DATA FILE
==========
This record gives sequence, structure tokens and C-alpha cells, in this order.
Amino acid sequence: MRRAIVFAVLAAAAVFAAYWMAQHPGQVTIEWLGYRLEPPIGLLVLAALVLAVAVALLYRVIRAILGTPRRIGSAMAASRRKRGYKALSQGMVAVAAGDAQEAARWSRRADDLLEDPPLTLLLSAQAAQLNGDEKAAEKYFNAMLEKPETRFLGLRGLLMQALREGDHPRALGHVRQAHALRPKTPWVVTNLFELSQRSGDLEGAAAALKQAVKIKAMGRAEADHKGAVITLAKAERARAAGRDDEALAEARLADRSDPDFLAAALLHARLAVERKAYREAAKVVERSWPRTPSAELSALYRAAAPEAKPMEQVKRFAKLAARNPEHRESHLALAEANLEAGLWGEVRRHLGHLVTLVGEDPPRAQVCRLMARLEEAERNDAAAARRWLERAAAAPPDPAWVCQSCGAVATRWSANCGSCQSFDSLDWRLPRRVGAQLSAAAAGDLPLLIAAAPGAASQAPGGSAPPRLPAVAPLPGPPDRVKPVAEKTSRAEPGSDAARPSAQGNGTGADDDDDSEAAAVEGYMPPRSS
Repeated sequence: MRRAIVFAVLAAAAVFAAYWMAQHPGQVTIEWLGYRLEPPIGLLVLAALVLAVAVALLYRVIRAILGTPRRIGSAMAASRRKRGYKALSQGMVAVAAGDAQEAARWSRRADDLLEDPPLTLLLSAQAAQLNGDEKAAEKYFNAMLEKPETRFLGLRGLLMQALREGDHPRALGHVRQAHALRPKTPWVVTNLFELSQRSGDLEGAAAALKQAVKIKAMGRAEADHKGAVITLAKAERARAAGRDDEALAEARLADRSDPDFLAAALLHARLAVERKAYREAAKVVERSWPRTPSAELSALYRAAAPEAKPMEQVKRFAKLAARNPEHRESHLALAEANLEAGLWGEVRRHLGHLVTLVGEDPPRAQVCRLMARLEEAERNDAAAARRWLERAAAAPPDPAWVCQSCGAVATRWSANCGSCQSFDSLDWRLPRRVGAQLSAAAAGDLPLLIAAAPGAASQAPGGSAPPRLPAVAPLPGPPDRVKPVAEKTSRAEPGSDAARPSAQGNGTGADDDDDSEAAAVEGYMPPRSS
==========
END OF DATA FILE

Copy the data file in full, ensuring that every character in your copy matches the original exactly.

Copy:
This record gives sequence, structure tokens and C-alpha cells, in this order.
Amino acid sequence: MRRAIVFAVLAAAAVFAAYWMAQHPGQVTIEWLGYRLEPPIGLLVLAALVLAVAVALLYRVIRAILGTPRRIGSAMAASRRKRGYKALSQGMVAVAAGDAQEAARWSRRADDLLEDPPLTLLLSAQAAQLNGDEKAAEKYFNAMLEKPETRFLGLRGLLMQALREGDHPRALGHVRQAHALRPKTPWVVTNLFELSQRSGDLEGAAAALKQAVKIKAMGRAEADHKGAVITLAKAERARAAGRDDEALAEARLADRSDPDFLAAALLHARLAVERKAYREAAKVVERSWPRTPSAELSALYRAAAPEAKPMEQVKRFAKLAARNPEHRESHLALAEANLEAGLWGEVRRHLGHLVTLVGEDPPRAQVCRLMARLEEAERNDAAAARRWLERAAAAPPDPAWVCQSCGAVATRWSANCGSCQSFDSLDWRLPRRVGAQLSAAAAGDLPLLIAAAPGAASQAPGGSAPPRLPAVAPLPGPPDRVKPVAEKTSRAEPGSDAARPSAQGNGTGADDDDDSEAAAVEGYMPPRSS
Repeated sequence: MRRAIVFAVLAAAAVFAAYWMAQHPGQVTIEWLGYRLEPPIGLLVLAALVLAVAVALLYRVIRAILGTPRRIGSAMAASRRKRGYKALSQGMVAVAAGDAQEAARWSRRADDLLEDPPLTLLLSAQAAQLNGDEKAAEKYFNAMLEKPETRFLGLRGLLMQALREGDHPRALGHVRQAHALRPKTPWVVTNLFELSQRSGDLEGAAAALKQAVKIKAMGRAEADHKGAVITLAKAERARAAGRDDEALAEARLADRSDPDFLAAALLHARLAVERKAYREAAKVVERSWPRTPSAELSALYRAAAPEAKPMEQVKRFAKLAARNPEHRESHLALAEANLEAGLWGEVRRHLGHLVTLVGEDPPRAQVCRLMARLEEAERNDAAAARRWLERAAAAPPDPAWVCQSCGAVATRWSANCGSCQSFDSLDWRLPRRVGAQLSAAAAGDLPLLIAAAPGAASQAPGGSAPPRLPAVAPLPGPPDRVKPVAEKTSRAEPGSDAARPSAQGNGTGADDDDDSEAAAVEGYMPPRSS